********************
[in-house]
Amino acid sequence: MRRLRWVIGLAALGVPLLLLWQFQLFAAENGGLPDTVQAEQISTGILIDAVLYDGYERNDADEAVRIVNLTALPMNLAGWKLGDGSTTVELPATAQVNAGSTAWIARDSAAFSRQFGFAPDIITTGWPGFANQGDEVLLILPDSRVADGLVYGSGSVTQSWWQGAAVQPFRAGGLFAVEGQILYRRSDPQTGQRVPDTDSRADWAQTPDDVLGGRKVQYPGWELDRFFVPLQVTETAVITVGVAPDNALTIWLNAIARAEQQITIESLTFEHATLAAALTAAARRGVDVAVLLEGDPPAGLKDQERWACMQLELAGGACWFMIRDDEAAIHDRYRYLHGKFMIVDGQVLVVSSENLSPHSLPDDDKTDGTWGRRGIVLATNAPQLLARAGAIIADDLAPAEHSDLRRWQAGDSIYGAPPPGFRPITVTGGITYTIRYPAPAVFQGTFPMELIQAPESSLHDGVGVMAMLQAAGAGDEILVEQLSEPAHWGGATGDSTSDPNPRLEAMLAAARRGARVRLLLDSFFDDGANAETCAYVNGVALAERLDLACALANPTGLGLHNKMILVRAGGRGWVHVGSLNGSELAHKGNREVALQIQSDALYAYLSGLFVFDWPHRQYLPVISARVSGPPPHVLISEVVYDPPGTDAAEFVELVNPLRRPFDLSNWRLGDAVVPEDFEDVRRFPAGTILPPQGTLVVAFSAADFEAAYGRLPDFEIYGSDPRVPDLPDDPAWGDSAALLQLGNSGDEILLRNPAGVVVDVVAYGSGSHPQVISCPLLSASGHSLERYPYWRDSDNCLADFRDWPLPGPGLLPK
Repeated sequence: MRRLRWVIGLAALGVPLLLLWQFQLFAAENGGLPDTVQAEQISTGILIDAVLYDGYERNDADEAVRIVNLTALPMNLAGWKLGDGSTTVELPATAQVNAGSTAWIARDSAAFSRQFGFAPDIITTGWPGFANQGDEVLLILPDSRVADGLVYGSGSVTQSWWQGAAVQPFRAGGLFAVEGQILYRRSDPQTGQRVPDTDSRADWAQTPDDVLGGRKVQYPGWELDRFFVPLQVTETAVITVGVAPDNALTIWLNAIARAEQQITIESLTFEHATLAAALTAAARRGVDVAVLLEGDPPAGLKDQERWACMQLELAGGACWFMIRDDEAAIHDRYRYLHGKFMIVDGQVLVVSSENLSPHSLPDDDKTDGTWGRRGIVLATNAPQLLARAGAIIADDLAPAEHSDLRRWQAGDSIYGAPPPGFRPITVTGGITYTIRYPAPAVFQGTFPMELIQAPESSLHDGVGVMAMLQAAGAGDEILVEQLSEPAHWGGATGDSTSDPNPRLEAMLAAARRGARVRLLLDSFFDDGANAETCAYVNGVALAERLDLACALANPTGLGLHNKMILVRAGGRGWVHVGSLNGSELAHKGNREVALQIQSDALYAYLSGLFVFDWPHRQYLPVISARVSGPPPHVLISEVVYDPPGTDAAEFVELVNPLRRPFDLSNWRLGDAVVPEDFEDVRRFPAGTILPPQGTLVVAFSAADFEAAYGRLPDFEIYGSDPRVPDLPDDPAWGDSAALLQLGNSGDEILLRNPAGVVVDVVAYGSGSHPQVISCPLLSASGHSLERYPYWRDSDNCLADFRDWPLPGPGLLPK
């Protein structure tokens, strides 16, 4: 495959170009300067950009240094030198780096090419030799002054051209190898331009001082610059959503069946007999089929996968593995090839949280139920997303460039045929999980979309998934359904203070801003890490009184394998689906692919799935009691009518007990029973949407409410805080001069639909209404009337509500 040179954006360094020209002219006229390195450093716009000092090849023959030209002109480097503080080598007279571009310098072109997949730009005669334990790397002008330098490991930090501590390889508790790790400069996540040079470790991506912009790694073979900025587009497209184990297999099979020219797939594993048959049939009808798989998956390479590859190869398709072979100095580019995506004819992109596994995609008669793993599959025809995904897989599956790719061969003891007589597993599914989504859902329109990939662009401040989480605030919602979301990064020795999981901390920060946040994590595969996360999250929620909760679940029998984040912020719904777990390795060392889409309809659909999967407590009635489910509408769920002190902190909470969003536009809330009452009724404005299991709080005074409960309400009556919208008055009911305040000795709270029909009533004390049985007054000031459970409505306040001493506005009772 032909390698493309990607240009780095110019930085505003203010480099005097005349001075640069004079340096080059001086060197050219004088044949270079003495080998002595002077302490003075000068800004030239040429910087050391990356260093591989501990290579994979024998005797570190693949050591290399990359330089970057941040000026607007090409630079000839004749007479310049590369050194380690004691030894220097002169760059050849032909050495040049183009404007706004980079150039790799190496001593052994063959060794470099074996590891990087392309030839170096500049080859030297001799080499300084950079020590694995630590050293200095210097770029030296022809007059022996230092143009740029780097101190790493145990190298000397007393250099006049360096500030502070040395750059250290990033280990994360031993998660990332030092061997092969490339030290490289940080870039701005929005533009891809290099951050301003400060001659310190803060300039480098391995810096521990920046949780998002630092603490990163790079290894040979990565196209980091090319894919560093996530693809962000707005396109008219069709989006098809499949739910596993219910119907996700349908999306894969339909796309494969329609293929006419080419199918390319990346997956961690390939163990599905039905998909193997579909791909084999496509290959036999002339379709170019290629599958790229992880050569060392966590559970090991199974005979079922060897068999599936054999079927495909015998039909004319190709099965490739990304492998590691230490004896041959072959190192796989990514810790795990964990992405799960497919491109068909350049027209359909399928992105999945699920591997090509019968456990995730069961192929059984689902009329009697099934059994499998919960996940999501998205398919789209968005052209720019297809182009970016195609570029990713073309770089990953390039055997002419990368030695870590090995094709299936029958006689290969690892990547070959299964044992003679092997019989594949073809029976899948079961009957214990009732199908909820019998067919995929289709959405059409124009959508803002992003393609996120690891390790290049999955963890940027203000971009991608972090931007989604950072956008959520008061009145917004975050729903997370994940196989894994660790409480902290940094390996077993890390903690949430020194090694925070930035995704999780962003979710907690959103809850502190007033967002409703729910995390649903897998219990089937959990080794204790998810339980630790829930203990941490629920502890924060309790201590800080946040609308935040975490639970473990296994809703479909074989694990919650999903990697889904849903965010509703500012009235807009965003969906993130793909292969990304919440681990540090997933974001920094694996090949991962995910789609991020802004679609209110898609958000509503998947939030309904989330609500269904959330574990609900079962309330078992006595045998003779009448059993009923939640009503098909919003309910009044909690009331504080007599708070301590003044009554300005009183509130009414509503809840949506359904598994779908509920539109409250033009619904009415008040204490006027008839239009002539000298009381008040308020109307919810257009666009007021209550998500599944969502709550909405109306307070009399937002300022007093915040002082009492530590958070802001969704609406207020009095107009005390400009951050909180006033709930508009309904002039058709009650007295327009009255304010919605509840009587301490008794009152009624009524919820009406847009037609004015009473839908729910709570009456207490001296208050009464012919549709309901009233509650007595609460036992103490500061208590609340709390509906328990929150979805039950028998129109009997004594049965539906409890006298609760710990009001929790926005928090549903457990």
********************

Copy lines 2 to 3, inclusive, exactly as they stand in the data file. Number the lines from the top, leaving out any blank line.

Amino acid sequence: MRRLRWVIGLAALGVPLLLLWQFQLFAAENGGLPDTVQAEQISTGILIDAVLYDGYERNDADEAVRIVNLTALPMNLAGWKLGDGSTTVELPATAQVNAGSTAWIARDSAAFSRQFGFAPDIITTGWPGFANQGDEVLLILPDSRVADGLVYGSGSVTQSWWQGAAVQPFRAGGLFAVEGQILYRRSDPQTGQRVPDTDSRADWAQTPDDVLGGRKVQYPGWELDRFFVPLQVTETAVITVGVAPDNALTIWLNAIARAEQQITIESLTFEHATLAAALTAAARRGVDVAVLLEGDPPAGLKDQERWACMQLELAGGACWFMIRDDEAAIHDRYRYLHGKFMIVDGQVLVVSSENLSPHSLPDDDKTDGTWGRRGIVLATNAPQLLARAGAIIADDLAPAEHSDLRRWQAGDSIYGAPPPGFRPITVTGGITYTIRYPAPAVFQGTFPMELIQAPESSLHDGVGVMAMLQAAGAGDEILVEQLSEPAHWGGATGDSTSDPNPRLEAMLAAARRGARVRLLLDSFFDDGANAETCAYVNGVALAERLDLACALANPTGLGLHNKMILVRAGGRGWVHVGSLNGSELAHKGNREVALQIQSDALYAYLSGLFVFDWPHRQYLPVISARVSGPPPHVLISEVVYDPPGTDAAEFVELVNPLRRPFDLSNWRLGDAVVPEDFEDVRRFPAGTILPPQGTLVVAFSAADFEAAYGRLPDFEIYGSDPRVPDLPDDPAWGDSAALLQLGNSGDEILLRNPAGVVVDVVAYGSGSHPQVISCPLLSASGHSLERYPYWRDSDNCLADFRDWPLPGPGLLPK
Repeated sequence: MRRLRWVIGLAALGVPLLLLWQFQLFAAENGGLPDTVQAEQISTGILIDAVLYDGYERNDADEAVRIVNLTALPMNLAGWKLGDGSTTVELPATAQVNAGSTAWIARDSAAFSRQFGFAPDIITTGWPGFANQGDEVLLILPDSRVADGLVYGSGSVTQSWWQGAAVQPFRAGGLFAVEGQILYRRSDPQTGQRVPDTDSRADWAQTPDDVLGGRKVQYPGWELDRFFVPLQVTETAVITVGVAPDNALTIWLNAIARAEQQITIESLTFEHATLAAALTAAARRGVDVAVLLEGDPPAGLKDQERWACMQLELAGGACWFMIRDDEAAIHDRYRYLHGKFMIVDGQVLVVSSENLSPHSLPDDDKTDGTWGRRGIVLATNAPQLLARAGAIIADDLAPAEHSDLRRWQAGDSIYGAPPPGFRPITVTGGITYTIRYPAPAVFQGTFPMELIQAPESSLHDGVGVMAMLQAAGAGDEILVEQLSEPAHWGGATGDSTSDPNPRLEAMLAAARRGARVRLLLDSFFDDGANAETCAYVNGVALAERLDLACALANPTGLGLHNKMILVRAGGRGWVHVGSLNGSELAHKGNREVALQIQSDALYAYLSGLFVFDWPHRQYLPVISARVSGPPPHVLISEVVYDPPGTDAAEFVELVNPLRRPFDLSNWRLGDAVVPEDFEDVRRFPAGTILPPQGTLVVAFSAADFEAAYGRLPDFEIYGSDPRVPDLPDDPAWGDSAALLQLGNSGDEILLRNPAGVVVDVVAYGSGSHPQVISCPLLSASGHSLERYPYWRDSDNCLADFRDWPLPGPGLLPK